You've probably heard that honey is the sweet nectar of the gods. But what happens when this sticky, golden goodness goes bad? Can old honey make you sick? Well, let's find out!
The Buzz on Honey
Honey has been a staple in our diets for thousands of years. Bees create it by collecting nectar from flowers and storing it in their hives. This sweet substance is made up of glucose and fructose, with trace amounts of other sugars, vitamins, minerals and magic.
People have long believed that honey contains medicinal properties so potent, that it's been used to treat everything from burns to sore throats to broken hearts!
But enough about its supposed health benefits... What we want to know is how safe it is to eat old or spoiled honey?
Does Honey Go Bad?
Honey doesn't spoil like other foods because bacteria can't grow on it due to its low water content and high sugar concentration (I guess bees are onto something here).
However, over time natural enzymes break down some of the sugars resulting in crystallization and color changes- which give an indication about the age but not necessarily quality - even after several years.
If your jar of honey looks different than when you initially purchased months ago (or was passed down like great-grandma's prized possession) don’t worry just yet! Crystallization stores well textures might mean better flavor along with many slight variations physicochemical characteristics..
Then again...we all know how dangerous Grandma’s urn could be..How bad could expired honey be anyway?!
Signs Your Honey Has Turned
There are a few things you should look out for if you're worried your honey may have gone off:
- Odor change
- Bad aftertaste
If you see — or worse, taste— any of these signs in your honey please proceed to the toilet bowl...
Can Old Honey Make You Sick?
The good news is that ingesting spoiled honey is generally safe for healthy adults unless soaked in streptococcus mutant's worst nightmare.
However, people with weakened immune systems, children under one year old and pregnant women are more susceptible to botulism from consuming contaminated food including raw honey which can lead to a potentially fatal condition called infant botulism- where symptoms such as constipation weak crying irritability sudden crippled state without fever general unresponsiveness lethargy lack muscle tone excess drool urinary retention and respiratory distress clearly seen.
You have been warned!
How To Properly Store Your Honey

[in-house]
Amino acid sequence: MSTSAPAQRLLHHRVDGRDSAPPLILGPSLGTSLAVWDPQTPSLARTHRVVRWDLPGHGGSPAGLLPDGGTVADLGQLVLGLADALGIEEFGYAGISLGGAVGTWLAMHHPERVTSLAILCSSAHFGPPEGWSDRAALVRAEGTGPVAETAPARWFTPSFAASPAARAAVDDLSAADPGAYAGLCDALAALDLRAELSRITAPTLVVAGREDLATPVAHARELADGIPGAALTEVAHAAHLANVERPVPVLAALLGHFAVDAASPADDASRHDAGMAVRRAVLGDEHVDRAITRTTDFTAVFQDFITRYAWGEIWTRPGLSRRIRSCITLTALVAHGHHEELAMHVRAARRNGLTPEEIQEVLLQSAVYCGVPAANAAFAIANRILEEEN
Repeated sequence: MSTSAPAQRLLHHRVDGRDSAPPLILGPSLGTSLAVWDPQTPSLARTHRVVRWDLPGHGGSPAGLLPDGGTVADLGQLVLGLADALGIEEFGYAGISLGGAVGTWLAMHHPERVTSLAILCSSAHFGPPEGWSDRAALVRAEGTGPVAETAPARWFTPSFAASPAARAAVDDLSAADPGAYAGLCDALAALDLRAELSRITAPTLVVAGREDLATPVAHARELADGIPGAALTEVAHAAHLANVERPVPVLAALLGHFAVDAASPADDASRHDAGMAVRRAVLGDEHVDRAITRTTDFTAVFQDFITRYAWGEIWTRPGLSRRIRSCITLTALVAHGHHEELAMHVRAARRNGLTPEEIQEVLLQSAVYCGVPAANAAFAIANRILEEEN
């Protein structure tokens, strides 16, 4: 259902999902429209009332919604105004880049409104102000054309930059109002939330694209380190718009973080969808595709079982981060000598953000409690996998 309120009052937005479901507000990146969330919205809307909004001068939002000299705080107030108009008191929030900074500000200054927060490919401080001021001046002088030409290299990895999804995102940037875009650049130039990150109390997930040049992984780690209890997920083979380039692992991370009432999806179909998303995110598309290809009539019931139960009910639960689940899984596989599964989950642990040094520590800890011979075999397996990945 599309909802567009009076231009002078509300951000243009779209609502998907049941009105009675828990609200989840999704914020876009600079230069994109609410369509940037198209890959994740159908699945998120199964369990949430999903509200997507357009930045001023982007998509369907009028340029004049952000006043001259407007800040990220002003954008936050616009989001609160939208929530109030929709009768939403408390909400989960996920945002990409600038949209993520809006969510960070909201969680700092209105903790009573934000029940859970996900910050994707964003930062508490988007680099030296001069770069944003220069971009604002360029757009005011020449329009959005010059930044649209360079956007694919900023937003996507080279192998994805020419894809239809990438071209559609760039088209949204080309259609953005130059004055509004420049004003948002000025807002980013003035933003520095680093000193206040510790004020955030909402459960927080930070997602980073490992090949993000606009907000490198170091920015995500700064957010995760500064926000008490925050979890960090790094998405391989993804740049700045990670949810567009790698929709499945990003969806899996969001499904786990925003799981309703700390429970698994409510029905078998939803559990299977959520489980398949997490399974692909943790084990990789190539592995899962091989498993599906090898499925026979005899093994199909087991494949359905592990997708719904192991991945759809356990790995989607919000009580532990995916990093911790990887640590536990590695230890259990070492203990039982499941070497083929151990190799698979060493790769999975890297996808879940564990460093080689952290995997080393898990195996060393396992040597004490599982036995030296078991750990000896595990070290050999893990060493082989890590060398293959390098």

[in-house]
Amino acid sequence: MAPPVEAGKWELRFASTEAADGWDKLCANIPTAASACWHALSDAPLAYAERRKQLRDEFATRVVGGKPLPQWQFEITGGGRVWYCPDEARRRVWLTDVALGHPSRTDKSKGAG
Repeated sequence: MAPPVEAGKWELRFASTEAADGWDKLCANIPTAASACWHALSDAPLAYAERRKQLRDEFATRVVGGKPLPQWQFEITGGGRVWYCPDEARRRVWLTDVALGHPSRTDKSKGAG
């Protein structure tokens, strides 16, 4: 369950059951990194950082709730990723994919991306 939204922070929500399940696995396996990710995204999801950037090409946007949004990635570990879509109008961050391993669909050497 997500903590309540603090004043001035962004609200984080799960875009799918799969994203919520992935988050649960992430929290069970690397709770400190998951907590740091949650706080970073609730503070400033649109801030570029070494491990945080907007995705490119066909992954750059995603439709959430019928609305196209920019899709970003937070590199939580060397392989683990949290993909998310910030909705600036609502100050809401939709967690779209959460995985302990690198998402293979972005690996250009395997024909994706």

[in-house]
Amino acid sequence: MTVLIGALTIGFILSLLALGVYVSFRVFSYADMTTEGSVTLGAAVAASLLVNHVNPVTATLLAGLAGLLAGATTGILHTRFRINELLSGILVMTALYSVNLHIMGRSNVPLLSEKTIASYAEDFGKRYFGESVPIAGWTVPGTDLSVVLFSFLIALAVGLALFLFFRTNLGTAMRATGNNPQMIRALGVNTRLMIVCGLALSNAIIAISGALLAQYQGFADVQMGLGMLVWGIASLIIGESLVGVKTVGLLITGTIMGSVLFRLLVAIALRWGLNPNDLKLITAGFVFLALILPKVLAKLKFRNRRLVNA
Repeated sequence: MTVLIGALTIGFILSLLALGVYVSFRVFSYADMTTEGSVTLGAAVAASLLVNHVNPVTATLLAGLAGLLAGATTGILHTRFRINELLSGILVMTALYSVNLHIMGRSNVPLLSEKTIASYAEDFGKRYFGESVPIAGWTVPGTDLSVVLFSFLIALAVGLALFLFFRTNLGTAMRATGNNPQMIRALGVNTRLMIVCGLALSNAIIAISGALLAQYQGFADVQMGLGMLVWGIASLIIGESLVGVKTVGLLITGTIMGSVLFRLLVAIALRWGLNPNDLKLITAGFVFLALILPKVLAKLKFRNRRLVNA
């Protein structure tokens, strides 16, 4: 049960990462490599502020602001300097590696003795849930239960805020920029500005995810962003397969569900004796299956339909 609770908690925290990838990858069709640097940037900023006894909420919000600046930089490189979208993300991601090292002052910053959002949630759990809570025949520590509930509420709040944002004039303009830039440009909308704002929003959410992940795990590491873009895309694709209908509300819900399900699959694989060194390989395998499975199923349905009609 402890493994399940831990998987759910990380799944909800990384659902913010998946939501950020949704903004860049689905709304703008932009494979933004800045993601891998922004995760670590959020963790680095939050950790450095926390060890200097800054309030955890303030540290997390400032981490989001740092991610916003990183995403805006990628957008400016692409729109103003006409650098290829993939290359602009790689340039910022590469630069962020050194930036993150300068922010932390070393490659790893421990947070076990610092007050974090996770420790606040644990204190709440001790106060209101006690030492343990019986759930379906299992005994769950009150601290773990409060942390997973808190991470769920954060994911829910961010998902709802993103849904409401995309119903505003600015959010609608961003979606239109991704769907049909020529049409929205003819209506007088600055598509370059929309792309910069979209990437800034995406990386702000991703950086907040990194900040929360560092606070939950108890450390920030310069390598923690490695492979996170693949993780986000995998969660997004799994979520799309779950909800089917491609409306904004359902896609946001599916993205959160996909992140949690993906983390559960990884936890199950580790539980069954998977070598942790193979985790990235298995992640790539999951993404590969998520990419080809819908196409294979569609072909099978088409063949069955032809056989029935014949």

To prevent honey from spoiling be sure to:
- Keep it tightly sealed
- Store it in a cool dry place at room temperature
- Don't mix different kinds of honeys together because its like mixing family members.. ya just don’t do it
- Buy or gift within expiration dates-printed on every jar.
- Most Important: Use common sense and astuteness -if uncertain then err on safe side & toss! If day-old sushi makes you nervous then so should mold-filled sweet bees syrup 😉
Your best bet is probably buying small jars of fresh bees’ bounty instead & rotating stock hoping avoid potential ill effects..
So whether we're spreading it on our toast, adding a dollop into our tea, rubbing into wounds (myth but worth mentioning-please consult medical expert always), or drizzling it over Greek yogurt like those commercials where everything perfectly comes together, honey is delicious no matter how you consume it!
But remember; although freshly made honey has antimicrobial properties (some studies indicated)- expired honeys immunity may not provide ample shield to fend off bacteria, it is still prudent to toss honey if unsure of quality (or age)- especially when gifting or consuming by high risk individuals due which should be warmed!
Use your common sense folks! ...And as the bees say: “Fly Safe” 🙂
Forgive the in bee tween humor..I couldn’t resist
Table 1- Spoilage Indicators
|Moldy Crystals||Exposure to moisture and air|
|Fermented||Presence of yeast or harmful microbes|
|Foaming||Fermentation has occurred|
|Odorous||Because we get carried away with our sniffing skills some things smell great while others…not so much let’s leave it there.|
Note how easy that was...